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Edujobs: Rising Again?

Just when you thought the education jobs bill was dead and buried, it gets a pulse.

The Senate is scheduled to vote tonight on a measure that would provide $10 billion to stave off education layoffs. And, as an added bonus, the bill would include $16 billion to help states with Medicaid funding. That money is almost as important for education as the jobs package, some advocates say, because a number of states were counting on the federal help and would need to go back and trim their budgets if it doesn't come. That would surely mean less money for K-12 education.

The Senate bill is fully offset, and it doesn't include those cuts to the administration's education reform priorities included in a similar House bill. (That was $500 million for Race to the Top, $100 million for charters, and $200 million for performance pay programs.) But it would cut some education programs. It includes a $50 million cut to the Striving Readers program, which helps finance adolescent literacy. And it would cut about $10 million from Ready to Teach, which finances telecommunications programs for teachers. It also includes an $82 million cut to student financial aid administration.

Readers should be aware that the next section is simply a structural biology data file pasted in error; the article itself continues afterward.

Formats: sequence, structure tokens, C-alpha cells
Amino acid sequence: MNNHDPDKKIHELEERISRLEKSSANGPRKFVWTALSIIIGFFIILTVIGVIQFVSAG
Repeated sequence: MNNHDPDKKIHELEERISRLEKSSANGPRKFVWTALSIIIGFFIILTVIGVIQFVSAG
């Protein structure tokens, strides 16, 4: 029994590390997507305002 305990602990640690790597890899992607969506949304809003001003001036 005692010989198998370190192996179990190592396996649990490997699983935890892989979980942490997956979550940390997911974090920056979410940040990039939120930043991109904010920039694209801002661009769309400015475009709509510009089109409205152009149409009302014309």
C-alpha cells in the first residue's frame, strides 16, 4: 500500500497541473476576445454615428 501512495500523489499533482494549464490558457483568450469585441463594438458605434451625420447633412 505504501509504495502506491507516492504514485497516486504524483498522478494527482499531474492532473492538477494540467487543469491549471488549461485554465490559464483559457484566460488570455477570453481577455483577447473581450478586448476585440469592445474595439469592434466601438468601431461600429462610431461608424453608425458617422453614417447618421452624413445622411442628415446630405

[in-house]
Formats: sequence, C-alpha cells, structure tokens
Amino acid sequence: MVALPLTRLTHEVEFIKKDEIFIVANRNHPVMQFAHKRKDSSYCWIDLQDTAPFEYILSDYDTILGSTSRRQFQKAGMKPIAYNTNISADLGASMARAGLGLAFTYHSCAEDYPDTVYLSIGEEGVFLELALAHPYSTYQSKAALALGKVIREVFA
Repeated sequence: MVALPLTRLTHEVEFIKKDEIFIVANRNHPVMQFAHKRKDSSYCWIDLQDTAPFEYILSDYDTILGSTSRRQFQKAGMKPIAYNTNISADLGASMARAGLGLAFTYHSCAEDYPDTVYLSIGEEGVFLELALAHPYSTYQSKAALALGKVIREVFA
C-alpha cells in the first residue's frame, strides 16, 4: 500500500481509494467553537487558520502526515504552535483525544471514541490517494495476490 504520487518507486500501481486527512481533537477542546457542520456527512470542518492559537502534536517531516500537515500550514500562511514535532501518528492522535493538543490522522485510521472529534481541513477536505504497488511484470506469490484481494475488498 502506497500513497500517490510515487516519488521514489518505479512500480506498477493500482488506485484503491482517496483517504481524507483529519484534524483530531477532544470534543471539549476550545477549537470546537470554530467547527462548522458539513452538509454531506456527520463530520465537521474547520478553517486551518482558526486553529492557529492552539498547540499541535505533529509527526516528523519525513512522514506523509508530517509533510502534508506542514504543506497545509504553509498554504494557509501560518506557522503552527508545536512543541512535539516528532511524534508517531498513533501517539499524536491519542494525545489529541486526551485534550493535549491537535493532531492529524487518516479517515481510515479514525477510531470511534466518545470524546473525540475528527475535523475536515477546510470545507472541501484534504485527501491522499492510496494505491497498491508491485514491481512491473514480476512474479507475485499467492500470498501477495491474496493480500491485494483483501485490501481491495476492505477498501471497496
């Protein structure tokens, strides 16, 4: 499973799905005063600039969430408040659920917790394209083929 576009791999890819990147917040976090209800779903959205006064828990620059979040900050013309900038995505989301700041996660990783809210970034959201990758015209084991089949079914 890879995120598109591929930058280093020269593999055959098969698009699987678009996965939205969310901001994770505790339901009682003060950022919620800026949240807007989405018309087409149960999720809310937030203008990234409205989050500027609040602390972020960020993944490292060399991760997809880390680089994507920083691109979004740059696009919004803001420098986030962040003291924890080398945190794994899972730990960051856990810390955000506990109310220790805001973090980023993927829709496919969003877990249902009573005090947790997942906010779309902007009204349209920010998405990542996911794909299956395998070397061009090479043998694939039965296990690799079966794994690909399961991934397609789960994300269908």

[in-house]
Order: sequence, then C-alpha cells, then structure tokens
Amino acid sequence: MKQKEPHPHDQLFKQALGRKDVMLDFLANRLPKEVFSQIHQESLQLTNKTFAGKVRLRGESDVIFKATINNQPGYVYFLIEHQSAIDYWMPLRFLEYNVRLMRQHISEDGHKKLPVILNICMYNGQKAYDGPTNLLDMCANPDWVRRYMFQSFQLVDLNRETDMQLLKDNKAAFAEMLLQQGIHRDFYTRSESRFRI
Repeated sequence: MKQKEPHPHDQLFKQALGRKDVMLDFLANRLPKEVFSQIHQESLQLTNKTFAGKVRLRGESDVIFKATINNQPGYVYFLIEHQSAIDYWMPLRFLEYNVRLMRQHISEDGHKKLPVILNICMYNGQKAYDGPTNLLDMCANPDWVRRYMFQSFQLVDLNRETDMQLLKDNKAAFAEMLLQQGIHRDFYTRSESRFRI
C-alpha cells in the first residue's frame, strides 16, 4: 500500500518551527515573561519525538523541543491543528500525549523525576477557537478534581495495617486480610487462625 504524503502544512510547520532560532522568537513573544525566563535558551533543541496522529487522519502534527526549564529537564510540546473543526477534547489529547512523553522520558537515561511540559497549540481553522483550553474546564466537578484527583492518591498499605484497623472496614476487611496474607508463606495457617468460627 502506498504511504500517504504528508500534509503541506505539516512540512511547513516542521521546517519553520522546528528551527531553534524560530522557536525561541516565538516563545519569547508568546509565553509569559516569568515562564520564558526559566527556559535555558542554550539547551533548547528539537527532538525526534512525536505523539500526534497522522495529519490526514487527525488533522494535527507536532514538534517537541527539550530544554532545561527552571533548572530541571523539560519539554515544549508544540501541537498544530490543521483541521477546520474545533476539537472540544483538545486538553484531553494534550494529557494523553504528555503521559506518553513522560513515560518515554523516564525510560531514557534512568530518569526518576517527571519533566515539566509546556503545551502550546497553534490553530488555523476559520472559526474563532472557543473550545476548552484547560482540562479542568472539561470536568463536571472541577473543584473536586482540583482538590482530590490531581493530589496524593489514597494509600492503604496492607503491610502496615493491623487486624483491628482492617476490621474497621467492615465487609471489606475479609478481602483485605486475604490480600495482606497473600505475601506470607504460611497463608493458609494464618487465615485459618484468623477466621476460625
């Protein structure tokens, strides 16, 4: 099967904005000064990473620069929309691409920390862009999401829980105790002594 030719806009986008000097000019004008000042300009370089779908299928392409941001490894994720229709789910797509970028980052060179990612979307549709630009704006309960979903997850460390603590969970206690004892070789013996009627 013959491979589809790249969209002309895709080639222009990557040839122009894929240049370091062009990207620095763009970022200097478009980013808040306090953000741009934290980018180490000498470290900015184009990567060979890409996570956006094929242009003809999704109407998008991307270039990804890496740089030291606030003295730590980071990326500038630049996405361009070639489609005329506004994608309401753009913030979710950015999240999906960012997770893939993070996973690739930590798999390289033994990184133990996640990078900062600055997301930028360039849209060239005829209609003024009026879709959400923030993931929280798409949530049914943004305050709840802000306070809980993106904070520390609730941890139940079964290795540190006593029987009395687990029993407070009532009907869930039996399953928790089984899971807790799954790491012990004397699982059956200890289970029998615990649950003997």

While not everyone is thrilled with those offsets, lobbyists tell me, they don't appear likely to hinder the bill's passage. More controversial is a change to the food stamp program, which wouldn't go into effect for several years. (So theoretically, Congress could pass the change, then restore the funding in another bill.) Advocates are optimistic that most Democrats will support the bill, but passage is far from a sure thing.

The problem: Even if the bill passes in the Senate tonight, the House of Representatives will still need to vote on it, and the House won't be back in session until the middle of September. By then, the school year will have already started. And, even if the House passes the bill quickly, the U.S. Department of Education will still need to require states to apply for the funds, and states will then have to distribute the money to districts.

The upshot? In some places, laid off teachers may find themselves rehired until a month or more into the school year. That's probably better than not having a job at all, but it seems far from ideal for the teachers, or arguably, the kids.

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